Nathan Cooper, A.K.A. Kid Kasio is arguably the finest creator of 80s Pop music around today. Everyone one from the SynthWave scene, to the leftovers of the mid-2000’s ElectroPop boom, to today’s Pop-R&B artists are laying claim to the sounds of the greatest decade, but not one of them (even the devoted SynthWave scene) is actually making music that sounds genuinely like it came out in the 80s. But Kid Kasio is.
Emerging from the ruins of (almost massive) Indie-ElectroPop outfit The Modern (nee Matineé Club), Kid Kasio honed his skills on the singles leading up to is début album, Kasiotone. Referencing everything from the SynthPop of The Human League and mid-80s Depeche Mode to the slick Pop of Duran Duran and Nik Kershaw, Kid Kasio’s songs sound like you’ve just changed channels in 1984 and Top Of The Pops is on.
Kid Kasio has been quiet for a while, holed up in the studio, but now he’s back with a new song, and new video. Nathan’s videos are almost as good as his songs themselves, each one painstakingly crafted by Nathan himself (his family has a film making history; his brother being Howard Stark, sorry, Dominic Cooper) and each one looking as authentically retro as his music sounds.
His new one is titled The Kodo Song, it’s actually three years old and a collaboration with his long term writing partner Benjamin Todd, with whom co wrote the music for Sony pictures’ Tamara Drewe and more recently Miss You Already starring Toni Colette and Drew Barrymore.
Nathan tells the story: “The song tells the story of 2 friends called up to fight in the Anglo – Zulu war. The nonsensical chorus is the mantra the pair would chant on the battlefield. One of the friends dies in battle and his companion is left with the song as a reminder of their friendship, long after his death. I guess it’s all about the intensity of friendship and the power of music and its longevity.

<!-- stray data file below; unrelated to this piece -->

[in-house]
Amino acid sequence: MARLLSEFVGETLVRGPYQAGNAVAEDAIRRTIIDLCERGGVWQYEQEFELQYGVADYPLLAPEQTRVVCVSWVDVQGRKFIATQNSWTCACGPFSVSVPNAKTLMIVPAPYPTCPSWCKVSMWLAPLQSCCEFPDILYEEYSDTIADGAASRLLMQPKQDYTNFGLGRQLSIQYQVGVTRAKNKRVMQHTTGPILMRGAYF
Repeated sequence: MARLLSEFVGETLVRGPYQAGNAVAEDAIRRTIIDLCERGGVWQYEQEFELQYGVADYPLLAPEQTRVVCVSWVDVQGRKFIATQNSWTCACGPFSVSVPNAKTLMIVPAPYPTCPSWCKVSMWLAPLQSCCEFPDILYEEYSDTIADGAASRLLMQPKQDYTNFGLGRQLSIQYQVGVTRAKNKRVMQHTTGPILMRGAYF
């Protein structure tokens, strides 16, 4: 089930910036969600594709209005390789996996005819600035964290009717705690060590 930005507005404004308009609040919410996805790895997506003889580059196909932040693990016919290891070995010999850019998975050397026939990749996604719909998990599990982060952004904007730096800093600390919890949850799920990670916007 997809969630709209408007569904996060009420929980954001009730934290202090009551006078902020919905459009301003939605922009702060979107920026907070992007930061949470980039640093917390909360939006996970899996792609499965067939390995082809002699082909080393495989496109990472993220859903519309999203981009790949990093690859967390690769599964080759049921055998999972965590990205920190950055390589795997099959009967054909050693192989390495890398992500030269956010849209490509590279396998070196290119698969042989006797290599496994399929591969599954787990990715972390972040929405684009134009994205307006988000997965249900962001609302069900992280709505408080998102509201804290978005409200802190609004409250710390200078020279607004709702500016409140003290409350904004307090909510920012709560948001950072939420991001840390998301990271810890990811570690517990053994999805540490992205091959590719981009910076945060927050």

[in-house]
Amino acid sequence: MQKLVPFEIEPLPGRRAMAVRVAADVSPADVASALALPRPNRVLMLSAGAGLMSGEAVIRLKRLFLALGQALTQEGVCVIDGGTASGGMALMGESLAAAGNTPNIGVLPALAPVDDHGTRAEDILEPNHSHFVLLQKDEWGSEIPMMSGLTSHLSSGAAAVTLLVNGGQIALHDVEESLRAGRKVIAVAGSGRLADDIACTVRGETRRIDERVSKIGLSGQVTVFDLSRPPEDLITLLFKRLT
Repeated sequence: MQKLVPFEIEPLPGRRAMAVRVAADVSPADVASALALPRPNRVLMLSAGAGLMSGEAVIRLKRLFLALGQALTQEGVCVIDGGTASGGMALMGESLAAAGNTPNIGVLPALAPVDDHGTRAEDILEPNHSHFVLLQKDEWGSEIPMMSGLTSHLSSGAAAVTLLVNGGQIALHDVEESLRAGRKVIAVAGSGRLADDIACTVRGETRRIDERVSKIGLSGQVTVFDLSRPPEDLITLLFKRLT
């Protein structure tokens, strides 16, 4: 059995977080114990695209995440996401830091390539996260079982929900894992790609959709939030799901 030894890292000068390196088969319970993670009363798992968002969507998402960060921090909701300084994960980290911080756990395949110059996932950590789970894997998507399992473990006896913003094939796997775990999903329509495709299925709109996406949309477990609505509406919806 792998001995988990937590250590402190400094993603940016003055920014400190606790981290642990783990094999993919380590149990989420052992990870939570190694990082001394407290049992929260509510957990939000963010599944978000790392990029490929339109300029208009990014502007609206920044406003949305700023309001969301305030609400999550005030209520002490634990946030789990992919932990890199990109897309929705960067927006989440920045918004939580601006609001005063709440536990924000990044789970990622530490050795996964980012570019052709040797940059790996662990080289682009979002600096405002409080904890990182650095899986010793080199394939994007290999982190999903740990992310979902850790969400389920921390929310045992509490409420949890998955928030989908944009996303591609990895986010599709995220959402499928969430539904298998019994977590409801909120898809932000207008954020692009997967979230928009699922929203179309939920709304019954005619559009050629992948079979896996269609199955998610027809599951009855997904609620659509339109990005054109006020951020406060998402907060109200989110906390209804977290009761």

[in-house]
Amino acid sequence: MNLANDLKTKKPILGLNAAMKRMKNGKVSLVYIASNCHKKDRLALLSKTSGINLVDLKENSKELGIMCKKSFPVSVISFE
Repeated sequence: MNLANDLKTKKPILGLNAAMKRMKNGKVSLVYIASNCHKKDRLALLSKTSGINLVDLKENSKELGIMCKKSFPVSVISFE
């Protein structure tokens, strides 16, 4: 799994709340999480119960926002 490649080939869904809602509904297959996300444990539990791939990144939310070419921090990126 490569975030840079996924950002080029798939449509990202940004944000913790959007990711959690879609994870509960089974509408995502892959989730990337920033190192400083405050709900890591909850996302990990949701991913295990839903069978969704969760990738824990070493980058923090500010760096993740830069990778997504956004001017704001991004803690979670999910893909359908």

The video is entirely Rotoscoped, inspired by A-Ha’s video for Take On Me, a process which Kasio begun himself without really considering how much work would be involved (hence the three year delay). Nathan continues: “Unfortunately I had little understanding of how time consuming the process would be. I began animating in October 2013. At one point I was getting up at 6am and drawing continuously until 2am in the morning. I’d get to the end of a day like that and watch back what I’d done, and there would be only 2 seconds of animation to show for it, it was utterly soul destroying, doing this day after day, month after month.
I felt like it was going nowhere, I hadn’t realised the people making this kind of animation were normally working in teams. It wasn’t just Morten Harket sitting in his room, tracing 3000 frames himself! I’d basically bitten off more than I could chew!”
Bizarrely Drew Barrymore, who Nathan met on the set of Miss You Already sparked a resurgence of Kasio’s interest in the song: “I gave the 2nd album to her on the set, expecting to never hear anything back and I got this gushing text from her the next day saying how both her and Toni Colette had loved the album and especially that song, and how I absolutely had to release this! It was the impetus I needed to get it finished I suppose”.
And here it is! 3,372 drawings later. The Kodo Song is classic 80s Pop, in the vein of The Riddle with a chorus that makes less sense as it is really catchy. Playing on that particularly 80s strain on pseudo-exotic synth instrumentation and an infectious digital bassline, The Kodo Song leverages it’s solemn subject matter with insightful choruses that make the chant-a-long refrain of the chorus feel like a break in the tension. Militaristic drums underpinning the tracks give way to compelling beats before asserting them selves again as an example of the song as a whole, slipping from stern seriousness to euphoric Pop brilliance.
The video could not be more fitting. Playing with effects that would have been cutting edge in the 80s, Zulu is rotoscoped to perfection with Nathan’s performance highlighted but unobtrusive. With knowledge of the amount of work that went into the clips creation, watching can be exhausting, but massively worthwhile.
We eagerly await Kid Kasio’s sophomore album, due for release in the coming months.
Kid Kasio’s The Kodo Song is out now.
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